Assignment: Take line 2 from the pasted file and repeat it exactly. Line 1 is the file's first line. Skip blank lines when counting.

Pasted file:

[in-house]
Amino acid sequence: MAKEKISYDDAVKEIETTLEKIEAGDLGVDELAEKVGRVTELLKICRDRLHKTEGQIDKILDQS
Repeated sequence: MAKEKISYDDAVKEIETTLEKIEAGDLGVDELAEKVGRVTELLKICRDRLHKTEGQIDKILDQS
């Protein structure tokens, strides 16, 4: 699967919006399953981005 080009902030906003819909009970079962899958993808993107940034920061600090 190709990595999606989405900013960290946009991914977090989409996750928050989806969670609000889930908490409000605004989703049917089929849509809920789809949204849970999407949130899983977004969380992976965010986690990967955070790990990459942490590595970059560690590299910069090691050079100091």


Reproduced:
Amino acid sequence: MAKEKISYDDAVKEIETTLEKIEAGDLGVDELAEKVGRVTELLKICRDRLHKTEGQIDKILDQS